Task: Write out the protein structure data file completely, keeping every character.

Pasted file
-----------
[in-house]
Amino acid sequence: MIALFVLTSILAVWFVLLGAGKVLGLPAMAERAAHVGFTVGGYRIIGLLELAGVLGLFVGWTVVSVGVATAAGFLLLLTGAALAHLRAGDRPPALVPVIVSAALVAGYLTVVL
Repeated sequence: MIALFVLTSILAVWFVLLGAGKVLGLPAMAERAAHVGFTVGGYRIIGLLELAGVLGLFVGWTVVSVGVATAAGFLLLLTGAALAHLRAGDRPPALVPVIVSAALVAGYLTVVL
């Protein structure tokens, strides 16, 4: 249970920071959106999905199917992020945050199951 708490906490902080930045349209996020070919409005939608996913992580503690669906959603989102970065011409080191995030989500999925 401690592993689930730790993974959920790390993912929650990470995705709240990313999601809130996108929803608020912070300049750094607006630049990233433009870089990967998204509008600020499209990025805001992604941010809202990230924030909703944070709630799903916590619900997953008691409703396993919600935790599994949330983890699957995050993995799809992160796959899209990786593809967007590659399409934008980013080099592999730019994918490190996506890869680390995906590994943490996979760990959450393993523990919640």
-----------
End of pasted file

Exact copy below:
[in-house]
Amino acid sequence: MIALFVLTSILAVWFVLLGAGKVLGLPAMAERAAHVGFTVGGYRIIGLLELAGVLGLFVGWTVVSVGVATAAGFLLLLTGAALAHLRAGDRPPALVPVIVSAALVAGYLTVVL
Repeated sequence: MIALFVLTSILAVWFVLLGAGKVLGLPAMAERAAHVGFTVGGYRIIGLLELAGVLGLFVGWTVVSVGVATAAGFLLLLTGAALAHLRAGDRPPALVPVIVSAALVAGYLTVVL
């Protein structure tokens, strides 16, 4: 249970920071959106999905199917992020945050199951 708490906490902080930045349209996020070919409005939608996913992580503690669906959603989102970065011409080191995030989500999925 401690592993689930730790993974959920790390993912929650990470995705709240990313999601809130996108929803608020912070300049750094607006630049990233433009870089990967998204509008600020499209990025805001992604941010809202990230924030909703944070709630799903916590619900997953008691409703396993919600935790599994949330983890699957995050993995799809992160796959899209990786593809967007590659399409934008980013080099592999730019994918490190996506890869680390995906590994943490996979760990959450393993523990919640």